From the first frames of The Color of Money, you feel, almost physically, the presence of a man singularly obsessed with the romance of movies. In this movie, Martin Scorsese enters a new period in an already extraordinary career. It would be hard to exaggerate the complex pleasure and wonderment that The Color of Money conveys.
It wouldn’t be like Martin Scorsese to pick up the tabs on a simple sequel, and this glossy, hard-spoken pool drama, a follow-on from The Hustler, never aligns to the simple organising principle of repeat value.
Time Out London
The mixture of mutual need and mistrust in the relationship between Vince and Eddie is only one of the motors in a film that sees Scorsese's direction at its most downmarket and upbeat - never have pool tables, balls and cues looked so rich and strange - and has one of the most protean and compelling music soundtracks (Clapton, Charlie Parker, Warren Zevon, Bo Diddley) in ages.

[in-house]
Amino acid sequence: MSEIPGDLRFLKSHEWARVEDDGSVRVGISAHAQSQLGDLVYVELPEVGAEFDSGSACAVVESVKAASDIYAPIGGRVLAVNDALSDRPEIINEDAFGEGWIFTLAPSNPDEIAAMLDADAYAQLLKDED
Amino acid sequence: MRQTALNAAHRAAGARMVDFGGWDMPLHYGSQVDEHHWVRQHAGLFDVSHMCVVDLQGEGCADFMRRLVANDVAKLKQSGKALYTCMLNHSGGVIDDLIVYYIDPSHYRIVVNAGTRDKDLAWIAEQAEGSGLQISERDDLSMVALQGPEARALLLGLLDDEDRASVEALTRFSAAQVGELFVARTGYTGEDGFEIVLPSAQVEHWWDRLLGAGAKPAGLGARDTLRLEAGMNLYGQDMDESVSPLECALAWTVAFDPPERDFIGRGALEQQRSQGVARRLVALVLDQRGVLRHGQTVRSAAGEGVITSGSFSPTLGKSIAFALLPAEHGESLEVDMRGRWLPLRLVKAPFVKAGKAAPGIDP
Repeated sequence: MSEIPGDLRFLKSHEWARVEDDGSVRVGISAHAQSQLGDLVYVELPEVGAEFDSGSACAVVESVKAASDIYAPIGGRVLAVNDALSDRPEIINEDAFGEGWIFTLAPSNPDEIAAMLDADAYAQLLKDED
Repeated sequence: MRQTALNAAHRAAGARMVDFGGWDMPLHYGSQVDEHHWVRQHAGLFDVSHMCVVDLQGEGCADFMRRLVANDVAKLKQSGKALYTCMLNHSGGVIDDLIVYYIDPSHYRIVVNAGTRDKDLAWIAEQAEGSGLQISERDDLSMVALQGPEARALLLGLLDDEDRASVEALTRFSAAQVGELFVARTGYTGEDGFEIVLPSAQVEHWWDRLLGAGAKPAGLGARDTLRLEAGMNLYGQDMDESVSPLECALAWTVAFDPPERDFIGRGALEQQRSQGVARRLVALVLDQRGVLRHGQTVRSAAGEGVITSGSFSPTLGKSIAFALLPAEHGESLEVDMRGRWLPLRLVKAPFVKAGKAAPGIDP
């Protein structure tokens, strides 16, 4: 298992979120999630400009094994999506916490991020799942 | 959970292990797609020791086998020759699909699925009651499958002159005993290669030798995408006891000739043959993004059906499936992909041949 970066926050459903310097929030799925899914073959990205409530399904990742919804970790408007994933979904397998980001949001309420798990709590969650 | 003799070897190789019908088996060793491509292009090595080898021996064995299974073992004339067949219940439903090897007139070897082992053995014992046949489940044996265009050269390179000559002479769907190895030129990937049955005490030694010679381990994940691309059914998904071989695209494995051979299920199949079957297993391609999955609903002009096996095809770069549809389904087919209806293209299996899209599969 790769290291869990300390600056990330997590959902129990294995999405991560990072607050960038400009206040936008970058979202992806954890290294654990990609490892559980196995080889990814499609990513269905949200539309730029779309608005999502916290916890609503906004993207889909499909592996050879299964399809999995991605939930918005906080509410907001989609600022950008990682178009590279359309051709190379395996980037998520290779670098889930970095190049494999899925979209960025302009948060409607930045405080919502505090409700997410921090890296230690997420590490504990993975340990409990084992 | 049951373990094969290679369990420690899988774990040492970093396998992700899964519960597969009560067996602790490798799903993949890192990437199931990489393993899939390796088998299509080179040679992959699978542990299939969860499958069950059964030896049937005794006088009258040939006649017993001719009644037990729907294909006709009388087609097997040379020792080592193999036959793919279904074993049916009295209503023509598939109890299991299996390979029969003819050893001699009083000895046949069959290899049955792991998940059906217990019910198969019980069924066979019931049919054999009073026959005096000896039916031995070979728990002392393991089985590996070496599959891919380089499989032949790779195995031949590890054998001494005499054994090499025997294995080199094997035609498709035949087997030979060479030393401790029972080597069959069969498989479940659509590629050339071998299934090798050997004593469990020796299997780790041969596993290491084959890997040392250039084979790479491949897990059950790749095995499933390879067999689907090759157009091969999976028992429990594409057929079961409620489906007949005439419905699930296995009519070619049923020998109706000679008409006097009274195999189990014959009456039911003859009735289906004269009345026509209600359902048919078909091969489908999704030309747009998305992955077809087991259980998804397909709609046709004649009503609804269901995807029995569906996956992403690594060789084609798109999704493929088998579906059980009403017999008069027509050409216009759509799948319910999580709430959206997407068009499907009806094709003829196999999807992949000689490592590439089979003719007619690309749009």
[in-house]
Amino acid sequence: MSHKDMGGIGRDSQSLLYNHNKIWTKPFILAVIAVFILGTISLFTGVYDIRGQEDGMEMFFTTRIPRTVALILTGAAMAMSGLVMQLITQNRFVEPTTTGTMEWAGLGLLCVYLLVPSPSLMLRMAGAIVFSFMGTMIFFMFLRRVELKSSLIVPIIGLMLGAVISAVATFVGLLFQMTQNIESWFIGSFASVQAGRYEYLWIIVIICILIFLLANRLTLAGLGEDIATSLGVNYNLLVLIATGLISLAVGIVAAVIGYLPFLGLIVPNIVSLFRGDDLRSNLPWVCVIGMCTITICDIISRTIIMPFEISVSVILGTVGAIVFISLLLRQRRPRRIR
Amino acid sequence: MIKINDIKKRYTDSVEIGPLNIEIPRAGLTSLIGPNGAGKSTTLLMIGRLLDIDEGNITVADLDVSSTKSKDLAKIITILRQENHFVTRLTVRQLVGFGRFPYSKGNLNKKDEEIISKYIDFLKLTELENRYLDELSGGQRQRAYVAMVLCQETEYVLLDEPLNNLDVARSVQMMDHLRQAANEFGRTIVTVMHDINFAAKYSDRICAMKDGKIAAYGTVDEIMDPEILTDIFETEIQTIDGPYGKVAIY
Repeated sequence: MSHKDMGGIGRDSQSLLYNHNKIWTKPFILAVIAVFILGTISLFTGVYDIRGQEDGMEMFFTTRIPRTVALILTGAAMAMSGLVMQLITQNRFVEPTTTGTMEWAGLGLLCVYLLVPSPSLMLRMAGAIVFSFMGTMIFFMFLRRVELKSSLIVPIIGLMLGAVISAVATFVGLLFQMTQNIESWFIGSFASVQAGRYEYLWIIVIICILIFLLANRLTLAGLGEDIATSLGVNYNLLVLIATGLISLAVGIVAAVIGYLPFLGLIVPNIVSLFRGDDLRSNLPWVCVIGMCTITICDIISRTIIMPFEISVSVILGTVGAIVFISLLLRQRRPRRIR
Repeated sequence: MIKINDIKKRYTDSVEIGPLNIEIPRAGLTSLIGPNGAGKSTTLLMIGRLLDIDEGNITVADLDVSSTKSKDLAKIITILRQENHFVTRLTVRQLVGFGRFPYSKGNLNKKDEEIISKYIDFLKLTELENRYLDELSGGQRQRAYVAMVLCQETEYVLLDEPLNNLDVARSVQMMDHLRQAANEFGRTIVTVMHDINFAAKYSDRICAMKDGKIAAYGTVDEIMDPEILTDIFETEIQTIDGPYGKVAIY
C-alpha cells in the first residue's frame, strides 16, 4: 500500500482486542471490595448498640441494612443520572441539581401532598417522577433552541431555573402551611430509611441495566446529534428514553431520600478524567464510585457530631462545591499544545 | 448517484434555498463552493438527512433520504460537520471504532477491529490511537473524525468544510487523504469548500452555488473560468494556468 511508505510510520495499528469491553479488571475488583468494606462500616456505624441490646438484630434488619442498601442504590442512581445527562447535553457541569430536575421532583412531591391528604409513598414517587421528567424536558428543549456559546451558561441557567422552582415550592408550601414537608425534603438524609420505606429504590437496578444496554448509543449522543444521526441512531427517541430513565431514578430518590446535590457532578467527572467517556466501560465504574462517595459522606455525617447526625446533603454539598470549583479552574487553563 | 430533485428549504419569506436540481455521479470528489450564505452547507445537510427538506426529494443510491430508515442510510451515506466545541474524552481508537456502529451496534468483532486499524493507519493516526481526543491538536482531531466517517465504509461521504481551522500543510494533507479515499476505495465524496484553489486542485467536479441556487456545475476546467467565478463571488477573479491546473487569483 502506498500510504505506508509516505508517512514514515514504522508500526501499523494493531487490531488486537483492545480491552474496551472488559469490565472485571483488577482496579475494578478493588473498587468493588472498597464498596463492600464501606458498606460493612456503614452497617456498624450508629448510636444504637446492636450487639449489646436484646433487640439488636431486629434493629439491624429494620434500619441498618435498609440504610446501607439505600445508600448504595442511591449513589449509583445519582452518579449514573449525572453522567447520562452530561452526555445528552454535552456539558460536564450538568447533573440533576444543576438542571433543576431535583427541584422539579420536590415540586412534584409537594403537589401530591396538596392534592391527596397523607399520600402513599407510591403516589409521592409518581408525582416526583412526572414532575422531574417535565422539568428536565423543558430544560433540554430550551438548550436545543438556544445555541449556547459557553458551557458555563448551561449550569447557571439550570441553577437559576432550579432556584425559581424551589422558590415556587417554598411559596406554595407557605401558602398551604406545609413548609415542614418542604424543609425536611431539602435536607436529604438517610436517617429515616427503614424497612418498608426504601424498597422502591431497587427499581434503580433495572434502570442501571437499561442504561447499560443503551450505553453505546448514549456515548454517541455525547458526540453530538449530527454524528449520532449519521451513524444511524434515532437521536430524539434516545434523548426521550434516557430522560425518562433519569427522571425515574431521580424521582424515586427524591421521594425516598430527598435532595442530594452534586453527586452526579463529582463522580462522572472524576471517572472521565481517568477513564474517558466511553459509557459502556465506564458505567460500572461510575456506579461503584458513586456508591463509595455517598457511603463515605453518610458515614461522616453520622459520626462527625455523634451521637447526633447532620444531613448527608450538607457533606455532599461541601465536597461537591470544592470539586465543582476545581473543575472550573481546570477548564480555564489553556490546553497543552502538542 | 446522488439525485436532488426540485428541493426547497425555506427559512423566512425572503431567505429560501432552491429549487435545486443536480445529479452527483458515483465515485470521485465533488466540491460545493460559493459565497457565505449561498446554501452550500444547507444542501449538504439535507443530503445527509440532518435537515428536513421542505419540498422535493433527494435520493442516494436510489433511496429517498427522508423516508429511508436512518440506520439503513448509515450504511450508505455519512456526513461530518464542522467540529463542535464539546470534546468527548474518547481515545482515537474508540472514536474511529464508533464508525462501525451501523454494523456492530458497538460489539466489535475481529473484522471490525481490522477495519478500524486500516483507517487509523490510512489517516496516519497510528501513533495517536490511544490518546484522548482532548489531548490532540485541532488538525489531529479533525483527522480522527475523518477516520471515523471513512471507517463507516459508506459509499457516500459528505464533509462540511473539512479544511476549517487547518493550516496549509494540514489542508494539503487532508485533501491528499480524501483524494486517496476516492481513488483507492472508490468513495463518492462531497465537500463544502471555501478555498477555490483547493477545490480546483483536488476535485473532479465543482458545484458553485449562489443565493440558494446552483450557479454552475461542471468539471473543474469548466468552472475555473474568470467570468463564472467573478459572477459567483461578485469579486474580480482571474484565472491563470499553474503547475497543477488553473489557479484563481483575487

The picture might have been a pop classic if it had stayed near the level of impudence that it reaches at its best. But about midway as Eddie has a crisis of confidence, and when Eddie locks his jaw and sets forth to become a purified man of integrity, the joy goes out of Newman's performance, which (despite the efforts of a lot of good actors) is the only life in the movie, except for a brief, startling performance by the 25-year-old black actor Forest Whitaker as a pool shark called Amos.